Greg LaVille

Joseph Groh Foundation Presents Greg’s Story

March 23, 2021

Greg’s story is actually two stories. The first is about a hard-working member of the construction trades who was injured on the job, and very much needed outside help overcoming his circumstances. The second is about some incredible people in the HVAC industry who care not only about their business, but about the community which they serve. We’ll start with the first.

Greg LaVille
Greg LaVille

Greg LaVille is a construction worker and member of the concrete Union from Binghamton, New York. During his career, he handled casting forms, rebar, and heavy machinery, while building highway blacktops and bridges. As part of that activity, he set up rigging and scaffolding, loaded cranes and performed demolition work.

In 2014, he fell backwards off a work truck and incurred severe injuries.

Those included a severe concussion, torn meniscus, and a broken sacrum. These injuries affected his cognitive and preconception functions, and led to chronic back, knee, nerve, and muscle and joint pain. Greg receives Social Security disability, but Workmen’s Comp. was discontinued. That left him in a very difficult situation, as he is still caring for his two teenaged girls. During the winter of 2019, he was forced to use multiple electric and kerosene heaters to heat his 100-year-old home because his extremely old boiler had died. That was not only expensive, but also dangerous. His daughters helped him find our foundation online.

Arctic Bear's Jason Ball with daughter enjoying the great outdoors.
Arctic Bear’s Jason Ball with daughter enjoying the great outdoors.

Now for the second story. The Service Roundtable is a construction industry organization founded by a collaboration of leading business owners to share information and help other business owners improve their sales, marketing, operations, and profitability. The Joseph Groh Foundation is their official charity, and senior vice president David Heimer reached out to their members for assistance. Fortunately for Greg, a member organization by the name of Arctic Bear Heating and Air Conditioning is in nearby Endwell, New York. Their owner, Jason Ball, is familiar with our foundation, and has donated at a number of Roundtable functions in the past. Jason told David that they had been having a great year, and that they needed to find some way to give back. He found it in a big way!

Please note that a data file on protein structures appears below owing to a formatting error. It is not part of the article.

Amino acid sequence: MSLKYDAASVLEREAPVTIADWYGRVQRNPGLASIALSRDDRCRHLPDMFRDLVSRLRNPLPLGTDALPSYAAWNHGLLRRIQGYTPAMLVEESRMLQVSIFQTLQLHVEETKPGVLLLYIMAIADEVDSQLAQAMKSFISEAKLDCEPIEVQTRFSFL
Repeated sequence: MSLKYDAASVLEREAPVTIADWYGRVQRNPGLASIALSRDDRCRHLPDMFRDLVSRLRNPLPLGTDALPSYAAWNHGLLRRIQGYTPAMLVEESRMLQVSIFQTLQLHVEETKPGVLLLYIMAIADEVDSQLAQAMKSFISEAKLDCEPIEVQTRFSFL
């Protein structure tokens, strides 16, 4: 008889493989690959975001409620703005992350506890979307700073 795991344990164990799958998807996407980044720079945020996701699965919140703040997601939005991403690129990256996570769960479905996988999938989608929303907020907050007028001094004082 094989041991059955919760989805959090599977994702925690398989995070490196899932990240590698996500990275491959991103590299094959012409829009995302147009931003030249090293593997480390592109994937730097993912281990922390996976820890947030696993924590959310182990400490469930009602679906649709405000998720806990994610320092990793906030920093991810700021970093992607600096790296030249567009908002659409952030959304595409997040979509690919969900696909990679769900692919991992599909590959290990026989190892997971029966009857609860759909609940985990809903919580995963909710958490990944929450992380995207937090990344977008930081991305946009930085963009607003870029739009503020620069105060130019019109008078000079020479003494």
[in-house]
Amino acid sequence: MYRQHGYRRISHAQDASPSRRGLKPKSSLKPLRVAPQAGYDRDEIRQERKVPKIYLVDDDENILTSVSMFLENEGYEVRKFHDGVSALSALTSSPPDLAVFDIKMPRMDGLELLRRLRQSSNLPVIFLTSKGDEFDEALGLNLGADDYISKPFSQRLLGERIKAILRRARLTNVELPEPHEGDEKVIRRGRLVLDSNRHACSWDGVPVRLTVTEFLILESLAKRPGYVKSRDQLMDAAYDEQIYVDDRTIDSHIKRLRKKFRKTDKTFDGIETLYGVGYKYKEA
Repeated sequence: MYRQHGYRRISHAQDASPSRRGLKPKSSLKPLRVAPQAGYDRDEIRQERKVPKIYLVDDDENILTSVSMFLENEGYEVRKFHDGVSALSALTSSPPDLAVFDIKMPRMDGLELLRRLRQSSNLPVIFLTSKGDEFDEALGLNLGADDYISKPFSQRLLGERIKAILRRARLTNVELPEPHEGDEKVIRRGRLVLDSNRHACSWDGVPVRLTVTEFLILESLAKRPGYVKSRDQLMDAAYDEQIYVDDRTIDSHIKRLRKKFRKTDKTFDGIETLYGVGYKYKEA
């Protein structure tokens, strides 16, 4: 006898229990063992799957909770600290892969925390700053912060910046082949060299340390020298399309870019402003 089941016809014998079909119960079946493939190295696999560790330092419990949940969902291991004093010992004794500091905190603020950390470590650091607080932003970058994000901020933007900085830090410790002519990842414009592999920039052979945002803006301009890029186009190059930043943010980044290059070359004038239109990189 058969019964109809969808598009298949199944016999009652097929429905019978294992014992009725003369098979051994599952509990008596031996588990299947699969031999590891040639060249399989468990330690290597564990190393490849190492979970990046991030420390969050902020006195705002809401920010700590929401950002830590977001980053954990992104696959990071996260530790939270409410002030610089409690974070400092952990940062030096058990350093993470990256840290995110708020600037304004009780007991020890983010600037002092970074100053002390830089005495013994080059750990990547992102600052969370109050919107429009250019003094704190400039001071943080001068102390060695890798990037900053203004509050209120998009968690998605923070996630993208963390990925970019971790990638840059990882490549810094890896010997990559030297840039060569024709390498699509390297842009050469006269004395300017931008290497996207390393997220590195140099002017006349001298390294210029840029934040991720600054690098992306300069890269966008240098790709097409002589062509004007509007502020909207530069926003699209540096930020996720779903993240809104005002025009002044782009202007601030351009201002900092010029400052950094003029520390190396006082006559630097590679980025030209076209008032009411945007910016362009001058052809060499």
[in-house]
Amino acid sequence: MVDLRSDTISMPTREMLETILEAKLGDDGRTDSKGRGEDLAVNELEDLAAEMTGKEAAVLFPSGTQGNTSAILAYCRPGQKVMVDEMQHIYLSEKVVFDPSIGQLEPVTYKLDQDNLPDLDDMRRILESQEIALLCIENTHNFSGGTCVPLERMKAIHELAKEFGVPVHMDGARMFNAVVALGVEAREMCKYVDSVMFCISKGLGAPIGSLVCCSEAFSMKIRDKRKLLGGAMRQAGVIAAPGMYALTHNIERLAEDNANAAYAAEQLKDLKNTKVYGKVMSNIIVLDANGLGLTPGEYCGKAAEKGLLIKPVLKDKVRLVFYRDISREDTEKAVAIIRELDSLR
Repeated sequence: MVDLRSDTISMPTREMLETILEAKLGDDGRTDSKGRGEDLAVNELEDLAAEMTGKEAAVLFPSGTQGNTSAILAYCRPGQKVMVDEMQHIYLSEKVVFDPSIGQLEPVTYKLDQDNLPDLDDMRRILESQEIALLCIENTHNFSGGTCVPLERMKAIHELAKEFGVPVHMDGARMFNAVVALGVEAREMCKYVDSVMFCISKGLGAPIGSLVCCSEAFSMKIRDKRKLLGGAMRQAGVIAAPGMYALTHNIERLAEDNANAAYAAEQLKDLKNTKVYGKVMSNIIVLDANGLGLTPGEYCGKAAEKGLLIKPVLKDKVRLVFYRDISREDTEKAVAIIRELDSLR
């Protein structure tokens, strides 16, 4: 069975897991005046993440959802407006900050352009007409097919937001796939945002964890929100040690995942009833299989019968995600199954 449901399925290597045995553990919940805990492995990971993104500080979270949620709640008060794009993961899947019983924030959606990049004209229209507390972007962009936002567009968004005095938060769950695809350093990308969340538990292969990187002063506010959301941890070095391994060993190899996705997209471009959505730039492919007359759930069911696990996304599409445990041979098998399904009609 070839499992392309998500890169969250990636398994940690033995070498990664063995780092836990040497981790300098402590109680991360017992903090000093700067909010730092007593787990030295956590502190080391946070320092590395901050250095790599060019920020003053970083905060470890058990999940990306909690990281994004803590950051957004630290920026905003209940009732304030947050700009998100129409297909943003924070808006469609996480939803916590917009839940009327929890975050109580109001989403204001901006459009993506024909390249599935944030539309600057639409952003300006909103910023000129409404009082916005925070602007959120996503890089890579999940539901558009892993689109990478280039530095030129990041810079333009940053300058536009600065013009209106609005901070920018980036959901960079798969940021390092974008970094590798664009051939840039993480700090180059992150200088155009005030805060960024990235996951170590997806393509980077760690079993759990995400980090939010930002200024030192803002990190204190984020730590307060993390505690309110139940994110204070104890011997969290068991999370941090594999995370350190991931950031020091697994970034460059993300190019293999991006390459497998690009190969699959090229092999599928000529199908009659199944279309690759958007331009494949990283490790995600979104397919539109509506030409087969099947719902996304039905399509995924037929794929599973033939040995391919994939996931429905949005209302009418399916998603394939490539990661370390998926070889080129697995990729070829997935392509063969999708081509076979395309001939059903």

Home of Greg LaVille
Greg’s home

After meeting with Greg to evaluate the scope of work, Jason decided the best course of action all things considered was to replace the nearly 100-year-old steam boiler. He had to size all of the radiators first and check out the piping. A couple of the radiators had to be replaced, and the chimney needed to be relined. Jason said that of all the scenarios he could have walked into, this was probably the worst from an equipment standpoint.

photo of old boiler, nearly 100 years old
Old boiler was nearly 100 years old

On the upside however, staying with steam was a good heat option for an old and inefficient home, and maintenance and future repairs are simple. A final factor was the ease of getting equipment given pandemic shortages, with steam boilers being quite common in that part of the country. Jason also found some other areas of the home in dire need of attention. The windows of the home were original and allowed in a lot of cold air in the winter. The water heater needed to be replaced, and the basement floor needed to be leveled. That is when the HVAC and construction industry went to work for Greg.

photo of new boiler
New boiler

Arctic Bear purchased and donated the boiler, water heater, some radiators and ancillary equipment, and their installation crews installed the equipment at no charge. Eric Groh, a board member who works for Johnson Controls, found a boiler manufacturer who agreed to sell the boiler at cost to Jason. Meanwhile, Jason put the foundation in touch with three different contractors who could finish the remaining items needed. The foundation worked with them to reline the chimney, install a 12-foot header in the basement with 3 smart jacks to level the floor, replace four windows in the basement, and 16 windows on the first and second floor. The day after the new steamer was fired up, Binghamton had its first significant snowfall of the year. When everything was finished, Greg said, “It has been a pleasure working with Jason and the other contractors, I am very grateful for this opportunity. The attention to detail and consideration on this project is incredible, and highly appreciated. Thank you for everything.”

David Heimer perhaps summed up everything best when he said, “A project like this just restores your faith in humanity!”